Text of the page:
I’m intrigued by a post by Ayusman Sen — a professor in chemistry at Penn State and a specialist in catalytically driven nanomotors (cool stuff!) — who writes that he spends most of his time in the lab “feeling fairly stupid”.

He says he continually feels that

either I am not asking the big questions or I am not designing the right experiments to answer them. And, to add to my predicament, I deliberately keep getting into fields that I know very little about! Small wonder that I feel frustrated so much of the time!!

I know the feeling! Always moving into something new with the feeling that the ground is always shaky.

Sen was in turn stimulated to think in terms of his perpetual stupidity by an article by cell biologist Martin Schwartz about the existential importance of stupidity in science. What makes research difficult, Schwartz reminds us, is that it is “immersion in the unknown”, which means that it:

involves confronting our `absolute stupidity’. That kind of stupidity is an existential fact, inherent in our efforts to push our way into the unknown.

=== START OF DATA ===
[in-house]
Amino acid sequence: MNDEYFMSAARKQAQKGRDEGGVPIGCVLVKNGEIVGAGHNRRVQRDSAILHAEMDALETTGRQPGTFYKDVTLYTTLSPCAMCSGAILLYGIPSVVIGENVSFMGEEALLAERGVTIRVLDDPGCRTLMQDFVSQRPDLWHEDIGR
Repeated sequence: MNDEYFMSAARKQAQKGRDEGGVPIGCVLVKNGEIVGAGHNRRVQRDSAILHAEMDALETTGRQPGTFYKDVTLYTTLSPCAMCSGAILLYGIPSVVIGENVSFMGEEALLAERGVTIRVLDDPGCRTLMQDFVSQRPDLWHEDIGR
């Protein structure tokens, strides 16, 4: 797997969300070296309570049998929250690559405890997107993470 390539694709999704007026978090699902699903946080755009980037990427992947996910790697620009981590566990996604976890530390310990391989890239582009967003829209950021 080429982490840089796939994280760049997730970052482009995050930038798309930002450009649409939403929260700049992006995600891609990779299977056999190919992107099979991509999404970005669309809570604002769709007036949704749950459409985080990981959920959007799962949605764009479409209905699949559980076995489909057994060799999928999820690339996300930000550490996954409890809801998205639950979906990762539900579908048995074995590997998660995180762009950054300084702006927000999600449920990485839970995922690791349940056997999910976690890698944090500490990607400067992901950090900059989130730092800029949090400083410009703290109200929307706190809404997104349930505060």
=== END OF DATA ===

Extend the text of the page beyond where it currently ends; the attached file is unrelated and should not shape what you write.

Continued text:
The more comfortable researchers become with being stupid, he suggests, the further they will move into the unknown and the more likely they are to do something new and interesting.

Not the ordinary unvoluntary stupidness, though. It is important to be “productively stupid”, i.e., “being ignorant by choice”:

Focusing on important questions puts us in the awkward position of being ignorant. One of the beautiful things about science is that it allows us to bumble along, getting it wrong time after time, and feel perfectly fine as long as we learn something each time

I believe Schwartz and Sen are making an important point about one of the existential conditions for creative research work — a point which would probably be quite easy to put to test.

But — can you make exhibitions about feeling stuped?

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